Meet our Speakers - Medical Device Commercial Leaders Forum USA 2014
Leading up to NextLevel Pharma’s Medical Device Commercial Leaders Forum, we are conducting email interviews with selected members of our prestigious speaker panel to learn more about their thoughts on this vital issue.
*Opinions below are those only of the individual and do not reflect upon corporate strategy or positioning.
For more information regarding NextLevel Pharma’s Medical Device Commercial Leaders Forum click here.
Former Diagnostics and Life Science Vice President of Sales
Senior Director Managed Care and Reimbursement
Vice President Marketing
Vice President International Sales and Marketing
NLP: What do you think makes the North American market so unique for commercial success for medical devices?
Steve Blanc: When I think about the uniqueness of the North American market a few things come to mind. Overall the market is undergoing transformational change. Customer consolidation will accelerate in unforeseen ways and those of us serving these markets must pay close attention and anticipate the change. I think innovation in medical devices will become less fruitful as the medical device tax and demonstrable patient outcome improvement requirements get tighter for reimbursement and acceptance.
In addition the US market is unique in these 2 additional areas:
The U.S has a very strong GPO (General Purchasing Organizations) infrastructure which controls access to hospitals and integrated networks. They must be managed and factored in from a pricing/fee standpoint and the effect on profitability.
The US system operates at a very high volume with decreasing labor resource in quality and quantity. Customers operate in many ways like factories and are not highly technical. Manufacturers must provide high levels of support and training and think in terms of workflow to minimize “re-admit, re-test and re-do's".
John Ridge: The North American market is unique as beyond government payers the playing field is not level and often we have to develop commercialization strategies to meet varied requirements.
Peggy Malikowski: Spirit of innovation, strength in adjacent spaces such as manufacturing, IT, materials, more informed consumers and a strong private payer base that gives patients options/choice.
Brad Thomas: In North America we have a robust healthcare system, excellent surgeons and techniques, great access to capital for start-up companies, and a willingness for doctors to try new things. In search for the best treatment possible, doctors are willing to look at new options.
NLP: Which trends have you seen for medical devices in North America over the past 5 years?
Steve Blanc: Consolidation of companies and customers (hospitals). More consolidation of Doctors to form clinics and or join hospitals. Increased push to near-patient testing and point-of-care testing. Accountable care organizations (ACO's) are becoming more of a presence in the customer base. Molecular diagnostics continues to emerge.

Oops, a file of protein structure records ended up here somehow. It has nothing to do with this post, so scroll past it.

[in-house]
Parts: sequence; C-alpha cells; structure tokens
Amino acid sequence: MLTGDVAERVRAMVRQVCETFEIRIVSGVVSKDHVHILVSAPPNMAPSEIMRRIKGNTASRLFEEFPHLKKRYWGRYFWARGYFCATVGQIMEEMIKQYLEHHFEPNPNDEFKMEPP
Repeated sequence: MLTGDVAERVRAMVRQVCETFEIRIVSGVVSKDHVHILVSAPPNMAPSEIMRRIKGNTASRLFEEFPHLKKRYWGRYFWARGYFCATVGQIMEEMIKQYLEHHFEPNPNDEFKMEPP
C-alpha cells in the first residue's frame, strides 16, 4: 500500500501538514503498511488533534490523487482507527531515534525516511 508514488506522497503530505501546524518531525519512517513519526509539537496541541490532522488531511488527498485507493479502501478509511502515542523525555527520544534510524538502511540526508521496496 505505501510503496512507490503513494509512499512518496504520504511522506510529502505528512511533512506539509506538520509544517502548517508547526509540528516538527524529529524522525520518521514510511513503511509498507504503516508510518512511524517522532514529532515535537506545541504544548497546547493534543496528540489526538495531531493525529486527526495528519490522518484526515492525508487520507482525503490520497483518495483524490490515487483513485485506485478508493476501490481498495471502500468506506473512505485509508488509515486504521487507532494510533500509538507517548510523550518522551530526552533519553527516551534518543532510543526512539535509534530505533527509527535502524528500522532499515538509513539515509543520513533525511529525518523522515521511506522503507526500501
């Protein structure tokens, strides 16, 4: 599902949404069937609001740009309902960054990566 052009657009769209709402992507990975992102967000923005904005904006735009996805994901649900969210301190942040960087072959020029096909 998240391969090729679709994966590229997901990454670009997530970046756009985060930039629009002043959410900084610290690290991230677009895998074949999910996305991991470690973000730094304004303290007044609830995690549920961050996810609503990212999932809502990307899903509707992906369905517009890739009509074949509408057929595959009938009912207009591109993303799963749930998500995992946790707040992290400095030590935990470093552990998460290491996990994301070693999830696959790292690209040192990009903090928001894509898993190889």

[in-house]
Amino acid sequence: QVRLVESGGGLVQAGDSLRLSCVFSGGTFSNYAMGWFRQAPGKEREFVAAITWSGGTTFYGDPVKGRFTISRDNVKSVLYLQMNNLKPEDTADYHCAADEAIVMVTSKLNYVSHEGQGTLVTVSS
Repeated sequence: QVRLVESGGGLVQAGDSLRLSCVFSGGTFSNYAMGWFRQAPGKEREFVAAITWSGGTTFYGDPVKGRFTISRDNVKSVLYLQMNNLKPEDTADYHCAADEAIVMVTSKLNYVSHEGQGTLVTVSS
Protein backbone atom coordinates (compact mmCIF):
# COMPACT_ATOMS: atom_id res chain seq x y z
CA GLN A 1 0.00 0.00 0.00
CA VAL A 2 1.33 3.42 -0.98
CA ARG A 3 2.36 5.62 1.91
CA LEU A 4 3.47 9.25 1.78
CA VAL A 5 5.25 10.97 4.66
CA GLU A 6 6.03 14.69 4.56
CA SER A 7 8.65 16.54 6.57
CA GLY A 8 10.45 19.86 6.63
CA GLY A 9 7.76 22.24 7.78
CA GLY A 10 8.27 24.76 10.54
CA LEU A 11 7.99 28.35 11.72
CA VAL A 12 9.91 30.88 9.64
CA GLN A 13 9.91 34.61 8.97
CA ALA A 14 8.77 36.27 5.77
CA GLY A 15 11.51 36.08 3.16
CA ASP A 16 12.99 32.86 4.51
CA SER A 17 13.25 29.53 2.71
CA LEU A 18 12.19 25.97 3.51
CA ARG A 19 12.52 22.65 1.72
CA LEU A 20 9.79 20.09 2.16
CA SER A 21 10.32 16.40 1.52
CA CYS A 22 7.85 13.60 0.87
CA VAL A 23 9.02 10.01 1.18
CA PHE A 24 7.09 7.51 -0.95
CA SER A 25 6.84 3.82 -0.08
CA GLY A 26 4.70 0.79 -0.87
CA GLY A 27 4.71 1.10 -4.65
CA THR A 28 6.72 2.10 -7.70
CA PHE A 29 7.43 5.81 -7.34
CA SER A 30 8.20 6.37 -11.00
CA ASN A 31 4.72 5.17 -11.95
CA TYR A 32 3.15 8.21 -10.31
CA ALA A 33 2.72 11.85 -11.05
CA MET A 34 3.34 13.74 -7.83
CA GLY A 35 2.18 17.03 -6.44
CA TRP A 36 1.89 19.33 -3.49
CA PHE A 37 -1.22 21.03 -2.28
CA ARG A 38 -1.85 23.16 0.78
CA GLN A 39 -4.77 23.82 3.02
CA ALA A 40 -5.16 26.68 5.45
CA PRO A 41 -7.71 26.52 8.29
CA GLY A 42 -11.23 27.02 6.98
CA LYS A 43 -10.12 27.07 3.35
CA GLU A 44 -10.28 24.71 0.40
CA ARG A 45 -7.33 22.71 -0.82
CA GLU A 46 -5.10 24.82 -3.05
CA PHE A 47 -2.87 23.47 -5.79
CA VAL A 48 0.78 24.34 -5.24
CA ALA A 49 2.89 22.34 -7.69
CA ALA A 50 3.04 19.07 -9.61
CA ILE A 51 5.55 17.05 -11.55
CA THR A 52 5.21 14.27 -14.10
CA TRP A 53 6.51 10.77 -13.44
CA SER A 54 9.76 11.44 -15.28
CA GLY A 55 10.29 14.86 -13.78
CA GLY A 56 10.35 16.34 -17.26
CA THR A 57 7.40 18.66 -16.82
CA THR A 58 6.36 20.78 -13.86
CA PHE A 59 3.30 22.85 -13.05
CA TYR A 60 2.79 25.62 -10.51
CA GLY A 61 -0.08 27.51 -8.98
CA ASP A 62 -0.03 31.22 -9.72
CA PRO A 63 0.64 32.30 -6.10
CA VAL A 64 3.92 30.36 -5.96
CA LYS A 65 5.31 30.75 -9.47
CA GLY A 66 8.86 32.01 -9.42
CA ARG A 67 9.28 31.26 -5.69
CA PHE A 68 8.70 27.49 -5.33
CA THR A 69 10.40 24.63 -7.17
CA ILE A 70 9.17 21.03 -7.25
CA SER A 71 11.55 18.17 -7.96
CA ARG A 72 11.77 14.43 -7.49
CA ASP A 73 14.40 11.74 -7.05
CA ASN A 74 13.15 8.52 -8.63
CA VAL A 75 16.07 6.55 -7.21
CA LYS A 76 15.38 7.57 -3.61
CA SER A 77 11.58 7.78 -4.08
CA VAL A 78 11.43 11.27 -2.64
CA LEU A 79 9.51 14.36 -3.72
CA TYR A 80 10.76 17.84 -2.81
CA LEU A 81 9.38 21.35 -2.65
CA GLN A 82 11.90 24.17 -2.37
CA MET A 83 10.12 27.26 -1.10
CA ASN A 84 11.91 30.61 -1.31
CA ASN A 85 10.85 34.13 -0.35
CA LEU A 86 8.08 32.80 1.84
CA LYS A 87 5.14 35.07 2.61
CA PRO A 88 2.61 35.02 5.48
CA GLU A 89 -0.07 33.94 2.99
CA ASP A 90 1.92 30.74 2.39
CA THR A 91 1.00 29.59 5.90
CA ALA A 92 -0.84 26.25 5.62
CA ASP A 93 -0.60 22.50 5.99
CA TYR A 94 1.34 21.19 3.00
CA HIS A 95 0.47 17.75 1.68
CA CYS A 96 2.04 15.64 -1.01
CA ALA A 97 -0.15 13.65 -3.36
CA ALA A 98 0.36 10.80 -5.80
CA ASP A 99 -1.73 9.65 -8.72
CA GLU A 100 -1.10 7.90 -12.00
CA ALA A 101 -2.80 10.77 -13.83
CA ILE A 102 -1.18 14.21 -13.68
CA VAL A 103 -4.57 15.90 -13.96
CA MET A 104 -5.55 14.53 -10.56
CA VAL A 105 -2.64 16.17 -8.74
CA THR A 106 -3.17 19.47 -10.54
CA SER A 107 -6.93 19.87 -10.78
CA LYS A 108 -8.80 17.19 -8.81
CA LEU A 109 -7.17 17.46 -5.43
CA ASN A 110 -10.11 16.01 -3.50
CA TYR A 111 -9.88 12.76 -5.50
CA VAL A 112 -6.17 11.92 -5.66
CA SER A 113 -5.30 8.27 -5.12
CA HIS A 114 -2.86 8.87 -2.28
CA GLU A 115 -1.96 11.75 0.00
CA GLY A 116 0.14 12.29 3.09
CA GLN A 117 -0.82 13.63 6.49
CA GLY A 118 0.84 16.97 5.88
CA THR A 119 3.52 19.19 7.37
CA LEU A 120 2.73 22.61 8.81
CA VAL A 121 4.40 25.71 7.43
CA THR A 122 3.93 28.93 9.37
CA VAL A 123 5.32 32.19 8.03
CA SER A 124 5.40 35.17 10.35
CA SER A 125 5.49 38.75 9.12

John Ridge: The trend for medical devices from a health care system perspective is increasing evidentiary requirements, bundling payments for episodes of care and consolidated decisions making which mitigates the clinical value proposition.
Peggy Malikowski: Medical device integration that collects and transfers data to guide healthcare decisions.
More centers of excellence in the cardiovascular arena. We also see the clinical trial bar has been raised and more attention on health economic data to support reimbursement and payer demands. There has been a decline in investments/VC funding for development-phase companies pursuing Class III implantables and more attention on 510K products with a more predictable regulatory path. We continue to see multiple decision makers are part of the process and it is critical to demonstrate the value proposition for all key customers from the clinical environment to C-Suite.
Brad Thomas: Most notably the shift of the purchasing decision being made solely by the physician to a committee including the hospital for economic reasons.
NLP: What’s the best thing for you about working in medical devices in North America?
Steve Blanc: Patient care and doing good for our patients. Sophisticated technologies requiring high level sales skills and organizational models.
John Ridge: I thoroughly enjoy the challenges that we face on a daily basis in bringing new technologies to market ultimately knowing that when we are successful we improve patient care.
Peggy Malikowski: Partnering with clinicians to develop and shape new therapies that improve patient care and outcomes.
Brad Thomas: The ability to see patients lives changed forever, by the application of advanced medical technology.
NLP: Why is this Medical Device Commercial Leaders Forum event a good idea for people to attend in your eyes?
Steve Blanc: The transformation will be dramatic. Listening and discussing this is critical so you can understand how to anticipate and uncover new value propositions for customers and patients. Networking with like minds will make you more aware and informed so you can anticipate.
John Ridge: The Medical Device Commercial Leaders Forum provides a fantastic avenue for those involved in the medical device industry to learn from those in the field and to network with their peers with like interests.
Peggy Malikowski: To benchmark best practices for strategic marketing then transfer that knowledge into actionable plans and position your company for growth.
Brad Thomas: It is an opportunity for similar focused people to share experiences, ideas, and advance medical technology together… All in an effort to supply better treatment for physicians and patients.